I come from Galway in the West of Ireland where celiac disease was very common when I was in medical school. We regarded it like wallpaper — it's just, there.

Celiac disease is an immune-mediated condition. So typically happens in patients who have an immune reaction to whenever they ingest gluten, which would include any foods that contain wheat, barley, or rye.

There are some people that truly have a wheat allergy. A wheat allergy does not equal celiac disease.

The wheat allergy is a very rapid response, very much like the other allergies. Celiac disease is more of a slow burn, and it can take weeks or months sometimes for symptoms to start happening in somebody when they're eating gluten.

Once they come into our clinic and they want to know, do I have celiac disease or not? What we start with is laboratory testing which includes antibodies that we typically see elevated in patients with celiac disease.

These antibodies are pretty specific for celiac disease and so long as a person is on a gluten-containing diet, then the tests are quite good.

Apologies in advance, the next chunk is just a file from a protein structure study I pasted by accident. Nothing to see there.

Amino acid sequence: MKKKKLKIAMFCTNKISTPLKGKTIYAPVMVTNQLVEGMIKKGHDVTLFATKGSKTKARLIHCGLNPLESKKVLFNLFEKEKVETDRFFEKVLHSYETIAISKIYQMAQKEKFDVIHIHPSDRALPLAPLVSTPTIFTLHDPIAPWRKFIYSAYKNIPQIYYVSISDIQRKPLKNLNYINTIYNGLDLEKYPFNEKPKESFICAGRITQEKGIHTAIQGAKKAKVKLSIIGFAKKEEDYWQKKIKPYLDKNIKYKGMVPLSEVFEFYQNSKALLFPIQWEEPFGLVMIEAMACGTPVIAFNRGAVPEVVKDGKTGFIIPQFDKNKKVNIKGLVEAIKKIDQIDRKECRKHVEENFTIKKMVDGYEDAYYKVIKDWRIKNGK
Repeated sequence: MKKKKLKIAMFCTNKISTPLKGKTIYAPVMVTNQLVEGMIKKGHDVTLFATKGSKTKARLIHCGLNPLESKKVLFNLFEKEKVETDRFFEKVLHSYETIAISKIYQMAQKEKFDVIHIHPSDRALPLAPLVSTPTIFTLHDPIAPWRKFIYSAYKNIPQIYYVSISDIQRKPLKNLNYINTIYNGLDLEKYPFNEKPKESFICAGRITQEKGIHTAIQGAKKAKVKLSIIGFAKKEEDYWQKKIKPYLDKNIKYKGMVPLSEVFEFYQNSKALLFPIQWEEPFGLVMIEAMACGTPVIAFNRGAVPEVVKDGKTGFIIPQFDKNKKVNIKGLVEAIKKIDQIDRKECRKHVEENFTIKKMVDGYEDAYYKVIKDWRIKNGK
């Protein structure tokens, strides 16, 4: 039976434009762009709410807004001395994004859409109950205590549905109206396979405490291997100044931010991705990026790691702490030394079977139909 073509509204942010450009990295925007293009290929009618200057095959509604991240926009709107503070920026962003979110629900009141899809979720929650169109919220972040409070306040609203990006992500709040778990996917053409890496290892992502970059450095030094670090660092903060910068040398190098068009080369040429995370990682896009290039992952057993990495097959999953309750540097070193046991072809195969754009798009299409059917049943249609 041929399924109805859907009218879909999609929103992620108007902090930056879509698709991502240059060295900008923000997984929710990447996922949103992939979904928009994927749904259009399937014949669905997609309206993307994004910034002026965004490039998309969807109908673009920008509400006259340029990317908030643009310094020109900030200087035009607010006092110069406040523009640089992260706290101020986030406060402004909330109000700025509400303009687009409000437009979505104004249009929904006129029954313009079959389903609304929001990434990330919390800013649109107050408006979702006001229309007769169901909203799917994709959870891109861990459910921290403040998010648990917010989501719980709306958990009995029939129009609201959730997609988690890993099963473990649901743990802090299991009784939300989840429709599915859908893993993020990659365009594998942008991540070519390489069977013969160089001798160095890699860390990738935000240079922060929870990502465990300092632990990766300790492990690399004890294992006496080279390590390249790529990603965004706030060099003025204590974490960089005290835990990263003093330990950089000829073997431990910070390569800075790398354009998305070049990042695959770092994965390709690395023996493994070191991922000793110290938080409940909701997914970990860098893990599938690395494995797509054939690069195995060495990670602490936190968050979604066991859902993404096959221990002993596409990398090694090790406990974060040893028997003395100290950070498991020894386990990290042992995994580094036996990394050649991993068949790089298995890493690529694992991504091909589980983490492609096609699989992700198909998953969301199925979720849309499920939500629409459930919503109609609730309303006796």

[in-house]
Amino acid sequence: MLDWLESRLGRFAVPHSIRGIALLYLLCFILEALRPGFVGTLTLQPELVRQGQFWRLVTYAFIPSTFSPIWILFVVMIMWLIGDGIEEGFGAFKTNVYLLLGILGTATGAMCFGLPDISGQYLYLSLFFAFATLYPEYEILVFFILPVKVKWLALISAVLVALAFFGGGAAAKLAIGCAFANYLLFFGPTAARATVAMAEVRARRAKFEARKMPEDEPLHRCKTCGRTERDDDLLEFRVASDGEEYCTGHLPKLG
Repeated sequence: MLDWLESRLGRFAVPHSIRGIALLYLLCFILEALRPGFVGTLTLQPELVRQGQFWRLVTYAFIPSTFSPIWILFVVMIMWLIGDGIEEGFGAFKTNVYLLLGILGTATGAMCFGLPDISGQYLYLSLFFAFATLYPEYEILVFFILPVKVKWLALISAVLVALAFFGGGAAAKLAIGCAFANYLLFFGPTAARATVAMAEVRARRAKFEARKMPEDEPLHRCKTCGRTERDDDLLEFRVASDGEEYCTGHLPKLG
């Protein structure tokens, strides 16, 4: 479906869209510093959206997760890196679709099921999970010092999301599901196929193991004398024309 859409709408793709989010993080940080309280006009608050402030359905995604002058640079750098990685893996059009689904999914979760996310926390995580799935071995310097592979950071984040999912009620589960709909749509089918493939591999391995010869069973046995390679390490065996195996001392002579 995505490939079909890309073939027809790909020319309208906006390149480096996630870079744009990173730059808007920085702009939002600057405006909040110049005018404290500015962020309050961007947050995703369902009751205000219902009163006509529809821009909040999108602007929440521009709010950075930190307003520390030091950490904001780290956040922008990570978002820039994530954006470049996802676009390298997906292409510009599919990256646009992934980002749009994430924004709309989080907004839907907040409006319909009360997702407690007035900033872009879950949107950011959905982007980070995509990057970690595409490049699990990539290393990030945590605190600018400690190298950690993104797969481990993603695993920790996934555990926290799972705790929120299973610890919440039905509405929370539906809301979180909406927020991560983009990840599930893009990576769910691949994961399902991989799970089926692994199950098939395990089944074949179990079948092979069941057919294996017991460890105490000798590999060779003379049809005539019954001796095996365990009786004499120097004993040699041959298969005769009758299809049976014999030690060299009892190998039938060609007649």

Once we have made a diagnosis, the most important thing that we can do is to get them on the correct diet.

Patients with celiac disease need to be on a gluten-free diet. That's a medical necessity. It's not a choice. I mean, the patients who continue to have symptoms despite being gluten-free are a particular group of patients that we like to see here. We think with our multidisciplinary experienced approach that we can really drill down on what the reason for why they have continued symptoms.

Having the depth and breadth of the services that we have and just the volume of cases that we have really allows that elevation to that expertise level.

I am indeed fortunate as a gastroenterologist, as a doctor working in celiac disease, that I can work with this team. We can achieve things that I would find it very difficult to achieve elsewhere.